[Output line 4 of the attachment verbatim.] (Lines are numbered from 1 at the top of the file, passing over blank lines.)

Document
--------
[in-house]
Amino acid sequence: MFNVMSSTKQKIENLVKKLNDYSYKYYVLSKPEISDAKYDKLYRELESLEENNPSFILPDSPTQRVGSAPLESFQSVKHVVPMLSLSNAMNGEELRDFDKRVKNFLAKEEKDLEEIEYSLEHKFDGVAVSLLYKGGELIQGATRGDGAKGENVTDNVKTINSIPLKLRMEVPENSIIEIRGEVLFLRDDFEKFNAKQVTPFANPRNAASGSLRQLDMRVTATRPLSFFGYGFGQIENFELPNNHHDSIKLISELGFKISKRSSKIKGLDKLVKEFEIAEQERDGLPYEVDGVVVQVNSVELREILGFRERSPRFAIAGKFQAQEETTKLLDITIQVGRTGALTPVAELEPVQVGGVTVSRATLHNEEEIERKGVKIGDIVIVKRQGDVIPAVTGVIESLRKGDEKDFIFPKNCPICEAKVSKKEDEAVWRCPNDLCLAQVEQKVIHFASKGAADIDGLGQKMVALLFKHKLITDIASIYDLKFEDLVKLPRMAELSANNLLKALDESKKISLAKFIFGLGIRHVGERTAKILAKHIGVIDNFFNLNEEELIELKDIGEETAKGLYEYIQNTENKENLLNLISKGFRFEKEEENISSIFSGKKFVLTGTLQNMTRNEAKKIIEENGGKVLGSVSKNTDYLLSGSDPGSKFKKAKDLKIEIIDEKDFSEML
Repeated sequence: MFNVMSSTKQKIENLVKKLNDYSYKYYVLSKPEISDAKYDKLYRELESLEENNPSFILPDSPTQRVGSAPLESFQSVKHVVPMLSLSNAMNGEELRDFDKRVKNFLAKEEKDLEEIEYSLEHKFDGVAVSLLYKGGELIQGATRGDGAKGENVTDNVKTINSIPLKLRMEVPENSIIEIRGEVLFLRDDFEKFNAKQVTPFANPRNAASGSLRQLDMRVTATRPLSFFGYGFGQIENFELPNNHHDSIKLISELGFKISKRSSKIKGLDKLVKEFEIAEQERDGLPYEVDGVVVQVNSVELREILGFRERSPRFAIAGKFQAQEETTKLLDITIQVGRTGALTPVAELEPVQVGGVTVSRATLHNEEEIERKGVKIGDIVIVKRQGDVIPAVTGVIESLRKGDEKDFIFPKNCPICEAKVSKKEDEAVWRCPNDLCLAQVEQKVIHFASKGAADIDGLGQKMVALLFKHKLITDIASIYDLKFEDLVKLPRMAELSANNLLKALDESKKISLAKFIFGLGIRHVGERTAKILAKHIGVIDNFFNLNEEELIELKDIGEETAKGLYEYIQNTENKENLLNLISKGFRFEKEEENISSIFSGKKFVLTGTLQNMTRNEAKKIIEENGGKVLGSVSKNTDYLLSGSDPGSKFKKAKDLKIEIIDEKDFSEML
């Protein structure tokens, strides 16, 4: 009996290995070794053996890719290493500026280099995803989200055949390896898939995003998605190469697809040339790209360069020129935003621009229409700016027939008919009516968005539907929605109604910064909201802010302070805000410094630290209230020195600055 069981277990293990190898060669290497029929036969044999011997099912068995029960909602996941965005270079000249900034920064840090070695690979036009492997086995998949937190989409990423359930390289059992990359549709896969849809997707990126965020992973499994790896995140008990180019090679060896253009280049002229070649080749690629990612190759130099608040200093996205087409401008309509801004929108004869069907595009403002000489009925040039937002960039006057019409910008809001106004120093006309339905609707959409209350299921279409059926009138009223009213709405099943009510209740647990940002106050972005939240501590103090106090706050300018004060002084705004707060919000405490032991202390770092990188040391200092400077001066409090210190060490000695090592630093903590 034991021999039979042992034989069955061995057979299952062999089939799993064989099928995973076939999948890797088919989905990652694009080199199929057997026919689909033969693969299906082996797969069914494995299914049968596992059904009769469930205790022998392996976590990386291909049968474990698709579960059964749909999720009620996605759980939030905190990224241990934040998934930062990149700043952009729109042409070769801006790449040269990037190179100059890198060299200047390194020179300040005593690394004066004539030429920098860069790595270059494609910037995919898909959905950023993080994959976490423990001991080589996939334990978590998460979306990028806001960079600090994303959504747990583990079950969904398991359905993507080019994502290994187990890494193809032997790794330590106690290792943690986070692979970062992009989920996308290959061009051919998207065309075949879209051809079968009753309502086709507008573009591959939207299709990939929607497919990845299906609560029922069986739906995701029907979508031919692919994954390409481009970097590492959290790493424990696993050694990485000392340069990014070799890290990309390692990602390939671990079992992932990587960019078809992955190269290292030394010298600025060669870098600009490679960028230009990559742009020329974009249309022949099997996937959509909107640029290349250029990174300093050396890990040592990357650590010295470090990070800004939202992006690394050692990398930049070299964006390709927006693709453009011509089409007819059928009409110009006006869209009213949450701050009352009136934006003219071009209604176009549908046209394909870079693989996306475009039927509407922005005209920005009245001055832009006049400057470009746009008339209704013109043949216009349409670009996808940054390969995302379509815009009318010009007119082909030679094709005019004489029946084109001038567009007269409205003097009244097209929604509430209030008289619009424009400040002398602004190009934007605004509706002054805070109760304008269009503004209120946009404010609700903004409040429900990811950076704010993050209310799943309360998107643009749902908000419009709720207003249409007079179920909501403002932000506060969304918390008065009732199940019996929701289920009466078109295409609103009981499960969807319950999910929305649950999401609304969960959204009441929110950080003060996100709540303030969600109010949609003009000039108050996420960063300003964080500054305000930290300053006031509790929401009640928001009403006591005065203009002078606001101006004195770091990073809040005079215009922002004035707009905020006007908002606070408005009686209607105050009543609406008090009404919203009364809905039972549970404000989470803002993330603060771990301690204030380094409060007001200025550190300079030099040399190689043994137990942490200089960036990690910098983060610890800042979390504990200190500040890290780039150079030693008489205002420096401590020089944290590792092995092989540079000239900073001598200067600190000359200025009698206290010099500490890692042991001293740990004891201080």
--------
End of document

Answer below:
């Protein structure tokens, strides 16, 4: 009996290995070794053996890719290493500026280099995803989200055949390896898939995003998605190469697809040339790209360069020129935003621009229409700016027939008919009516968005539907929605109604910064909201802010302070805000410094630290209230020195600055 069981277990293990190898060669290497029929036969044999011997099912068995029960909602996941965005270079000249900034920064840090070695690979036009492997086995998949937190989409990423359930390289059992990359549709896969849809997707990126965020992973499994790896995140008990180019090679060896253009280049002229070649080749690629990612190759130099608040200093996205087409401008309509801004929108004869069907595009403002000489009925040039937002960039006057019409910008809001106004120093006309339905609707959409209350299921279409059926009138009223009213709405099943009510209740647990940002106050972005939240501590103090106090706050300018004060002084705004707060919000405490032991202390770092990188040391200092400077001066409090210190060490000695090592630093903590 034991021999039979042992034989069955061995057979299952062999089939799993064989099928995973076939999948890797088919989905990652694009080199199929057997026919689909033969693969299906082996797969069914494995299914049968596992059904009769469930205790022998392996976590990386291909049968474990698709579960059964749909999720009620996605759980939030905190990224241990934040998934930062990149700043952009729109042409070769801006790449040269990037190179100059890198060299200047390194020179300040005593690394004066004539030429920098860069790595270059494609910037995919898909959905950023993080994959976490423990001991080589996939334990978590998460979306990028806001960079600090994303959504747990583990079950969904398991359905993507080019994502290994187990890494193809032997790794330590106690290792943690986070692979970062992009989920996308290959061009051919998207065309075949879209051809079968009753309502086709507008573009591959939207299709990939929607497919990845299906609560029922069986739906995701029907979508031919692919994954390409481009970097590492959290790493424990696993050694990485000392340069990014070799890290990309390692990602390939671990079992992932990587960019078809992955190269290292030394010298600025060669870098600009490679960028230009990559742009020329974009249309022949099997996937959509909107640029290349250029990174300093050396890990040592990357650590010295470090990070800004939202992006690394050692990398930049070299964006390709927006693709453009011509089409007819059928009409110009006006869209009213949450701050009352009136934006003219071009209604176009549908046209394909870079693989996306475009039927509407922005005209920005009245001055832009006049400057470009746009008339209704013109043949216009349409670009996808940054390969995302379509815009009318010009007119082909030679094709005019004489029946084109001038567009007269409205003097009244097209929604509430209030008289619009424009400040002398602004190009934007605004509706002054805070109760304008269009503004209120946009404010609700903004409040429900990811950076704010993050209310799943309360998107643009749902908000419009709720207003249409007079179920909501403002932000506060969304918390008065009732199940019996929701289920009466078109295409609103009981499960969807319950999910929305649950999401609304969960959204009441929110950080003060996100709540303030969600109010949609003009000039108050996420960063300003964080500054305000930290300053006031509790929401009640928001009403006591005065203009002078606001101006004195770091990073809040005079215009922002004035707009905020006007908002606070408005009686209607105050009543609406008090009404919203009364809905039972549970404000989470803002993330603060771990301690204030380094409060007001200025550190300079030099040399190689043994137990942490200089960036990690910098983060610890800042979390504990200190500040890290780039150079030693008489205002420096401590020089944290590792092995092989540079000239900073001598200067600190000359200025009698206290010099500490890692042991001293740990004891201080």